Monday, August 19, 2013
Girls, Fast Cars, And Healthcare
Moments later, we were off.
The radio blared and the windows were open. My hair flew spastically in a multitude of directions. I patted the wayward tendrils and keened forward to listen. The conversation in front was lost in the rhythmic trance of radio waves. Expecting the joy ride to be over soon, I held tightly to my seat cushion as the car swerved onto Lake Shore Drive.
The rush of air was just enough to totally ablate the wild and carefree screams of the young girls in the front. Picturing them now with animated but mute faces would surely give the pair heartburn to know that this was my lasting, silly impression. I watched with slight horror as the odometer began to climb.
40, 50, 75, 100mph
We weaved back and forth through traffic. I closed my eyes tightly as the near misses became more near and less misses. I braced myself for the imagined impact. With relief the car began to slow and pull over to the right. The music was abruptly stopped, and the sound of approaching sirens filled the air. The policeman sauntered out of the squad car, and rested his elbow on the open driver's seat window. He looked at the two crimson faces in the front, then smirked at my pale white facade.
Her license was suspended for a year.
As I grew older and more confident, I developed the ability to speak up and not get myself into such situations. But as a hormonal teenager, there was definite gain in remaining silent: being cool in front of the object of my affection.
Unfortunately, as adults, we are confronted with many similarly confusing and difficult situations. Being a doctor, my patients often ask for tests or treatments that I don't feel comfortable dispensing. Every day I am approached for antibiotics, narcotics, and cat scans, usually in the absence of medically reasonable indications.
And like the teenager, there are many gains to being silent and acquiescing. Happier patients refer their friends. Happy patients rarely sue their doctor. Happy patients score their physicians better on quality surveys.
Yet studies are beginning to show that contented patients cost our healthcare system more, and suffer greater morbidity and mortality.
I'm all for shared decision making. When reasonable options exist (including declining care), I believe our patients should be fully informed. But some in the ranks of healthcare reform opine that patients should always be the driver of care. They say that a well informed patient can make the right decision even if it is deemed by the physician as unnecessary or even harmful.
To me, that sounds alot like getting in the passenger seat of a car with a sixteen year old girl for a 100mph joy ride down Lake Shore Drive. It may sound appealing at first.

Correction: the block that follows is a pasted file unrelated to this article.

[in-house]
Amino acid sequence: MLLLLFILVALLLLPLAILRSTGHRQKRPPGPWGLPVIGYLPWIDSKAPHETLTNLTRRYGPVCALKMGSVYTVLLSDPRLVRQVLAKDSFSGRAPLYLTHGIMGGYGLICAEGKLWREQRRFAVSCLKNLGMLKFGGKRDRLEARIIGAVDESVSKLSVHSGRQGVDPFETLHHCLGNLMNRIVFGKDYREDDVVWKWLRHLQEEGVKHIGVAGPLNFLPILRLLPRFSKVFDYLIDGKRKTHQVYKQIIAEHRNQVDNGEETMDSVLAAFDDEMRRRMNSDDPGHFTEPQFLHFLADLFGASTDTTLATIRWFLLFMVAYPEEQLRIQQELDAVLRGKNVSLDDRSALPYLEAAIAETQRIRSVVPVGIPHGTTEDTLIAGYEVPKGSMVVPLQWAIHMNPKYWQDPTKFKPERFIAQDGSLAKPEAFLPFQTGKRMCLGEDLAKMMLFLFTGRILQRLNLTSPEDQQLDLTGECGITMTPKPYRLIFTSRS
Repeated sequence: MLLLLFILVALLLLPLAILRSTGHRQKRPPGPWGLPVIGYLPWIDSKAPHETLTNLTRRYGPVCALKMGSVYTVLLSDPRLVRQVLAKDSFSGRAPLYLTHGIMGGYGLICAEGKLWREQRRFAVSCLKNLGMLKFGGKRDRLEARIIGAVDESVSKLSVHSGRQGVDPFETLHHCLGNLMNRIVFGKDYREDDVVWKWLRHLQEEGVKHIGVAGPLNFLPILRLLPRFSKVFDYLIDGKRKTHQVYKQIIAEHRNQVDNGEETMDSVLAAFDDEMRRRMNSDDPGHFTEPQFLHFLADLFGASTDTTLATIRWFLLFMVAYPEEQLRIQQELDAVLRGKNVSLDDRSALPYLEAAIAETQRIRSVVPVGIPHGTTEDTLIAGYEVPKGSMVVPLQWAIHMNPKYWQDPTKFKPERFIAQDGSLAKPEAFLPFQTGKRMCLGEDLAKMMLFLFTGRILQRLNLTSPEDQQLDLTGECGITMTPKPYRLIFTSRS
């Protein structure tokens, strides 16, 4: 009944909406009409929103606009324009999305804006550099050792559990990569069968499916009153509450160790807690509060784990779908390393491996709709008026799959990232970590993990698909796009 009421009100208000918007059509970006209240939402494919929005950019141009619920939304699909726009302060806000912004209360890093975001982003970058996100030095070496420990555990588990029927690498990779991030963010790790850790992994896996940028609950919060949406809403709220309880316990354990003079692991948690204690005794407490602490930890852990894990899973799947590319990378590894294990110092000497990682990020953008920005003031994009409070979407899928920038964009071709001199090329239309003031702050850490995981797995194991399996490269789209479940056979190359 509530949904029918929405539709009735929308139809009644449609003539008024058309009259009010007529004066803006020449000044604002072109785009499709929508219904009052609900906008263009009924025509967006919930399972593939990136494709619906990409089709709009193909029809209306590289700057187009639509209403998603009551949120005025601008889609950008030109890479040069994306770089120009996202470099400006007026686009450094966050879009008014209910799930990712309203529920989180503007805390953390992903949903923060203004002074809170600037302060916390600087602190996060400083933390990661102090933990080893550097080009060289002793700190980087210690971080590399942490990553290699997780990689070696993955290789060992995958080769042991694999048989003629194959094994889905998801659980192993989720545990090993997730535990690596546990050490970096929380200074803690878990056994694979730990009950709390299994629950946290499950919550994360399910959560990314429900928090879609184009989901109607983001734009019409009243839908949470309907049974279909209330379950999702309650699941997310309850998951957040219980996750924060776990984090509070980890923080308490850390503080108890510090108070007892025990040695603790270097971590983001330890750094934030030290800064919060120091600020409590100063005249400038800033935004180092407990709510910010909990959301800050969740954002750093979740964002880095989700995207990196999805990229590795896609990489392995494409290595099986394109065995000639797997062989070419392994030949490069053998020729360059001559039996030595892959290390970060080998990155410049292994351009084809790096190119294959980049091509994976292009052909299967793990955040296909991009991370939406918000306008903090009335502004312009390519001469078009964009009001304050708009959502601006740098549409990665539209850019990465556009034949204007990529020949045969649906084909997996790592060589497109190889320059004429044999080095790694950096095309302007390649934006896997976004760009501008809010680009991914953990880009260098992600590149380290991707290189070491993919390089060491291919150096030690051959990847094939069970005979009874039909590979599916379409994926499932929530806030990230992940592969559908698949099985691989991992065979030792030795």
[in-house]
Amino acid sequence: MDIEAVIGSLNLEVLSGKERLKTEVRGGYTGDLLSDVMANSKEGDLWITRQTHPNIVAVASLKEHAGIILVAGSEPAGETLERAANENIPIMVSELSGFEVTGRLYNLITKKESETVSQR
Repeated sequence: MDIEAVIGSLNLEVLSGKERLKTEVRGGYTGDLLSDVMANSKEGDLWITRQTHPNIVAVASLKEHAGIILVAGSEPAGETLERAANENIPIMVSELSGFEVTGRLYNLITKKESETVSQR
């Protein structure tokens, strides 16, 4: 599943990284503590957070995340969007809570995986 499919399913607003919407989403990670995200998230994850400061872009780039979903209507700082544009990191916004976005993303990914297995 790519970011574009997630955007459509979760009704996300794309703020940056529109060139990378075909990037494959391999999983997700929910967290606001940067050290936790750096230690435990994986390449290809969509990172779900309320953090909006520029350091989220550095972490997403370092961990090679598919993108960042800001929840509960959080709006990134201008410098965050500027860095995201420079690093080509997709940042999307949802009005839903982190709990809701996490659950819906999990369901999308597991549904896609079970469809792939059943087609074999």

But in the end it's downright dangerous.
Posted by Jordan Grumet at 3:55 PM
Subscribe to: Post Comments (Atom)
Good post on timely topics, Jordan. It seems to me, just as patients are being encouraged to exercise "informed refusal" with doctors who might overtreat, MDs should attempt to invoke an informed refusal (while explaining risks vs. benefits) when patients request over-testing (i.e. Some MDs could push back more than they do).
But I dont think there can be a blanket answer since there will always be the potential for unreasonable people on either side of the table.
Like the above post. Here's the problem, what happens when a doc doesn't test enough? I've had that happen. I have an urgent care center that has seen me enough to know that I've been right on a lot of things. We have a long history. I got an internist who doesn't believe me, things were all in my head, and sure enough I turn up with issues less than 2 weeks after I got chewed for everything being fine. Then on top of that, the testing that my doc didn't do and I asked him for (based on my past history), showed problems, and stuff that was 'well we'll check one thing' was bad. I think that there needs to be a bit of judgment call on the person asking. I only will give my doc, and read, medical peer reviewed literature. I'm a PubMed sort of person. I can see it for others who want an MRI because their arm is sore, but when you have over a decade of issues and medical literature behind you, and the doc doesn't get it, what do you then? I'm not into suing people, I just want them to help me because what might be working for one person, may not be good for me.
I think the concept of "less is more" entails a major cultural shift in how we view health care, and learning to think differently isn't easy for either patients or physicians.
FWIW, many patients do appreciate it when the doctor is judicious about ordering tests or prescriptions. The last time I saw my doctor, his advice for managing insomnia and stress was not to prescribe anti-anxiety meds or sleeping pills but to make some lifestyle changes. Although this is easier said than done, I think it's the right approach, and we had a really good, positive discussion about it.
For this to happen, though, doctors need to think holistically and consider everything that may be going on in the patient's life. And patients have to keep an open mind and consider all the evidence. This is more likely to be accomplished within a relationship that is trusting and has been allowed to develop over time, and when decisions are mutually agreed on.
I fear we have become an instant-gratification society that wants results NOW and is quick to bash when things are less than perfect. Not sure how to fix that. :(
Post a Comment